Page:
Monday, April 5, 2021

The Orchard - David Hopen

Summary: Ari Eden’s life has always been governed by strict rules. In ultra-Orthodox Brooklyn, his days are dedicated to intense study and religious rituals, and adolescence feels profoundly lonely. So when his family announces that they are moving to a glitzy Miami suburb, Ari seizes his unexpected chance for reinvention.Enrolling in an opulent Jewish academy, Ari is stunned by his peers’ dizzying wealth, ambition, and shameless pursuit of life’s pleasures. When the academy’s golden boy, Noah, takes Ari under his wing, Ari finds himself entangled in the school’s most exclusive and wayward group. These friends are magnetic and defiant—especially Evan, the brooding genius of the bunch, still living in the shadow of his mother’s death.

Influenced by their charismatic rabbi, the group begins testing their religion in unconventional ways. Soon Ari and his friends are pushing moral boundaries and careening toward a perilous future—one in which the traditions of their faith are repurposed to mysterious, tragic ends.

Mesmerizing and playful, heartrending and darkly romantic, The Orchard probes the conflicting forces that determine who we become: the heady relationships of youth, the allure of greatness, the doctrines we inherit, and our concealed desires. (summary and pic from goodreads.com)

My Review: I feel like I haven’t read a book like this for a long time. It’s a long book, and although it doesn’t encompass a really extensive amount of time, per se, it goes so deep into the character and the time that it feels very intimate. Let me back up here. From the description of the book listed above, you can see that it’s a coming of age novel, and that it takes place in a very specific part of society i.e. an all-Jewish high school. Ari comes from a very small and strict Jewish high school, and then is moved to a larger school in a wealthier area. This brings about friends that have way more access to wealth and worldly things, and, to no surprise to anyone, with this comes access to pricier temptations such as alcohol, fast cars, and drugs.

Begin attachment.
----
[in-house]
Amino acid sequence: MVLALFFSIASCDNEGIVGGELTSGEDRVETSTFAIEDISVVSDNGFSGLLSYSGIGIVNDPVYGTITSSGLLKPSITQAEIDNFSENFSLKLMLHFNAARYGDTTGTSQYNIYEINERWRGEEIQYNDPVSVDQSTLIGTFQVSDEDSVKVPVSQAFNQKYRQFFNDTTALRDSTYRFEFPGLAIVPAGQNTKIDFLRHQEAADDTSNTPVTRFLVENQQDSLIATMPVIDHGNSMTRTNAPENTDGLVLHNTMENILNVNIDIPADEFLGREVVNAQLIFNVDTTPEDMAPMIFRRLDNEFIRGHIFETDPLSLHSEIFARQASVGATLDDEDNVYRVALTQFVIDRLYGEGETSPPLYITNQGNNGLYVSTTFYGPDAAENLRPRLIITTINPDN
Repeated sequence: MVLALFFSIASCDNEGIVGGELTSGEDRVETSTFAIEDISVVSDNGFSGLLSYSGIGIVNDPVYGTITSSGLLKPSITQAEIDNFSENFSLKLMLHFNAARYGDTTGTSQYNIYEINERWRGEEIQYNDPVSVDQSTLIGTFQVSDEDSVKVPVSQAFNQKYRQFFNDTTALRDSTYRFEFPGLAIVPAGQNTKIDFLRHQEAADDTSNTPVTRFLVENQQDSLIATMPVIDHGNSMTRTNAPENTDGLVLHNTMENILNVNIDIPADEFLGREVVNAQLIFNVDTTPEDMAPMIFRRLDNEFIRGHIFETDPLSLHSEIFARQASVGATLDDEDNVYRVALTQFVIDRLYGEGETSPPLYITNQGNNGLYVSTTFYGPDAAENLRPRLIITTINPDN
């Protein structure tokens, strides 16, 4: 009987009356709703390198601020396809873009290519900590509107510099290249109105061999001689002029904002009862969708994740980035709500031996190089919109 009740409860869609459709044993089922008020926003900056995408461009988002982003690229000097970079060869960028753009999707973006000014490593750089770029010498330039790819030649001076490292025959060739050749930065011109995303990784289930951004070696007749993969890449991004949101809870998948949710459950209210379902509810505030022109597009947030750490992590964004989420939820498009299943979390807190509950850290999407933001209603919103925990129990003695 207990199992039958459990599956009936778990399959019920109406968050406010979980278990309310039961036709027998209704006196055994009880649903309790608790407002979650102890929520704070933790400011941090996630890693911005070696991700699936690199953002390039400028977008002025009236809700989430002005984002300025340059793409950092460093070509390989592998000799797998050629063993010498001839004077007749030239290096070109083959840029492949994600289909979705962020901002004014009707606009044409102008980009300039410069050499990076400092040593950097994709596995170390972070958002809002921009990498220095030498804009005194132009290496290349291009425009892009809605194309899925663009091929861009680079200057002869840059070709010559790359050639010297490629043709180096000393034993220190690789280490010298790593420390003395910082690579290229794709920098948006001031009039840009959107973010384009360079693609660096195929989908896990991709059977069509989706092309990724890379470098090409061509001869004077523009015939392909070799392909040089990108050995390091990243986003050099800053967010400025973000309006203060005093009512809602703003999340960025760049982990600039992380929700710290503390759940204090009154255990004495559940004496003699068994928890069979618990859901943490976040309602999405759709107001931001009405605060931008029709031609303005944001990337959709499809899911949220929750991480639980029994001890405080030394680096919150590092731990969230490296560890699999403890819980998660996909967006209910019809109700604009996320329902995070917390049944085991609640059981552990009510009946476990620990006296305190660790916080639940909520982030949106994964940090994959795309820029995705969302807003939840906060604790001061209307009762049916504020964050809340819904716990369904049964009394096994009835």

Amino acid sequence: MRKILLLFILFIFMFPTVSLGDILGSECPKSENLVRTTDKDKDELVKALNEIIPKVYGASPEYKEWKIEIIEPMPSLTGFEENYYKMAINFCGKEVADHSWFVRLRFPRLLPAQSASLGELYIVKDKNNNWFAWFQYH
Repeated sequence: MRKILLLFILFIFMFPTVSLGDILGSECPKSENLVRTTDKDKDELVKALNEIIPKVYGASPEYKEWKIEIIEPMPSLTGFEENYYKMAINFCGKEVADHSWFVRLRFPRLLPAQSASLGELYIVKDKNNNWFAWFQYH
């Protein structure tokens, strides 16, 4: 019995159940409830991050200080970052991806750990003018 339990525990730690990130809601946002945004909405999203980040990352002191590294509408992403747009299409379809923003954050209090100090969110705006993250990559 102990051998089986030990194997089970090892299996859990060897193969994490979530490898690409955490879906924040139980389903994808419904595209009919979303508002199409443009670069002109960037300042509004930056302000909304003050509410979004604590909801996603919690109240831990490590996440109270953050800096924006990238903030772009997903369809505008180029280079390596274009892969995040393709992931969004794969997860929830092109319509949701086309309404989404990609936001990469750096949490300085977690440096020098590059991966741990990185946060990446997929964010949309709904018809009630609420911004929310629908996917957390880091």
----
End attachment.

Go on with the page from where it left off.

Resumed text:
It was really interesting reading about the Jewish high school and the teachings of Judaism, and I can tell that Hopen really wanted to discuss some deep ideas because there was a lot of time spent in an exclusive classroom with a rabbi intent on pushing intellectual limits of a hand-picked class of students. I didn’t find these talks to be exhausting, although there were definitely a lot of them and I feel like they could have been trimmed a little. I did enjoy the deep intellectual conversation, but I’m not sure the extent of it was necessary to moving the story along. It did feel like Hopen wanted to explore some ideas of his own and used this book as a vehicle. Because the book was so long anyway, trimming these conversations here and there might have added to the more mass appeal. So consider yourself warned, here. This is a good story. It really is. It’s a story that is fleshed out in ways that many characters are never allowed. We really know the characters, and they feel like real people. In fact, I wouldn’t be surprised if it was a telling of people Hopen really knew. The characters, especially the main characters, were nuanced and rich and felt like real humans. When I read coming of age stories I appreciate characters like this. It gives the story life.

I wouldn’t consider this a potboiler in that you have to READREADREAD all night until the book is over. In fact, I had to check it out two different times because it is long and sometimes I wanted something that I could just speed read through and not have to think a lot. However, there is definitely value in a book that gives you a story and a life so realistic feeling that you understand the culture and the place in which that book takes places, and this is that sort of book. Don’t get me wrong—there are some parts that are definitely exciting and exhilarating. There is love and loss and drama, just as there is in real life. In fact, I could venture to say that there is more of this than in a normal life. Because of the way the story is written, you feel immersed in a way of life that allows you to really partake of the richness of it. Although I was not raised in a Jewish high school, I appreciated learning in depth about what it would be like to do so. Those who are raised in a Jewish high school may appreciate the way in which Hopen brings them along in a way that I can’t help but feel would be familiar.

If you are in to coming of age stories, especially ones that are really interesting and deep, both intellectually and narratively, this is your book. I enjoyed it, and appreciated its writing, story, and exploration of a life unfamiliar to me.

My Rating: 4 Stars

For the sensitive reader: There is some language, drug use, mild sexual innuendos, and some disturbing destructive and violent behavior.

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